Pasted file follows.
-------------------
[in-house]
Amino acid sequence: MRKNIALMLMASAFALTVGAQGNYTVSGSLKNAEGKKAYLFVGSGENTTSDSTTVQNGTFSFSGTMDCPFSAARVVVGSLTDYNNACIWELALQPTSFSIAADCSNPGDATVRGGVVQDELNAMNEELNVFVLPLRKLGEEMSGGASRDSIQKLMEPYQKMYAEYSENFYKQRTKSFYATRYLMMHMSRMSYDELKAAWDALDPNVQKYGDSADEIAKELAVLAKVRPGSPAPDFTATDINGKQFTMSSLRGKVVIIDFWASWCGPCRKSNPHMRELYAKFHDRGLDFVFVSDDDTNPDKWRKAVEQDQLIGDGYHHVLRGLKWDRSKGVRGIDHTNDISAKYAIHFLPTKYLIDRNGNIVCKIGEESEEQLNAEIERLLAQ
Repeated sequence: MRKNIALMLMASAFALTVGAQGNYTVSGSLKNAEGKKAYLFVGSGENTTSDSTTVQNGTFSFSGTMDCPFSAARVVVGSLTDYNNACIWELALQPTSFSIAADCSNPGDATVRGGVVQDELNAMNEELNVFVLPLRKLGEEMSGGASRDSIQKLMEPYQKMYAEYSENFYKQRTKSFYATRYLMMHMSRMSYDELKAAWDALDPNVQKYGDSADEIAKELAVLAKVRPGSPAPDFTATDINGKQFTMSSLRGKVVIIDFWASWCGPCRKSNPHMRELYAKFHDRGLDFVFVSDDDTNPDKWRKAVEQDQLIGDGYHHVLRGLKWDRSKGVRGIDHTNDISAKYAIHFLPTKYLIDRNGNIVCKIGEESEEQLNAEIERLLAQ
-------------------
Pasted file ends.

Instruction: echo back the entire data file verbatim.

[in-house]
Amino acid sequence: MRKNIALMLMASAFALTVGAQGNYTVSGSLKNAEGKKAYLFVGSGENTTSDSTTVQNGTFSFSGTMDCPFSAARVVVGSLTDYNNACIWELALQPTSFSIAADCSNPGDATVRGGVVQDELNAMNEELNVFVLPLRKLGEEMSGGASRDSIQKLMEPYQKMYAEYSENFYKQRTKSFYATRYLMMHMSRMSYDELKAAWDALDPNVQKYGDSADEIAKELAVLAKVRPGSPAPDFTATDINGKQFTMSSLRGKVVIIDFWASWCGPCRKSNPHMRELYAKFHDRGLDFVFVSDDDTNPDKWRKAVEQDQLIGDGYHHVLRGLKWDRSKGVRGIDHTNDISAKYAIHFLPTKYLIDRNGNIVCKIGEESEEQLNAEIERLLAQ
Repeated sequence: MRKNIALMLMASAFALTVGAQGNYTVSGSLKNAEGKKAYLFVGSGENTTSDSTTVQNGTFSFSGTMDCPFSAARVVVGSLTDYNNACIWELALQPTSFSIAADCSNPGDATVRGGVVQDELNAMNEELNVFVLPLRKLGEEMSGGASRDSIQKLMEPYQKMYAEYSENFYKQRTKSFYATRYLMMHMSRMSYDELKAAWDALDPNVQKYGDSADEIAKELAVLAKVRPGSPAPDFTATDINGKQFTMSSLRGKVVIIDFWASWCGPCRKSNPHMRELYAKFHDRGLDFVFVSDDDTNPDKWRKAVEQDQLIGDGYHHVLRGLKWDRSKGVRGIDHTNDISAKYAIHFLPTKYLIDRNGNIVCKIGEESEEQLNAEIERLLAQ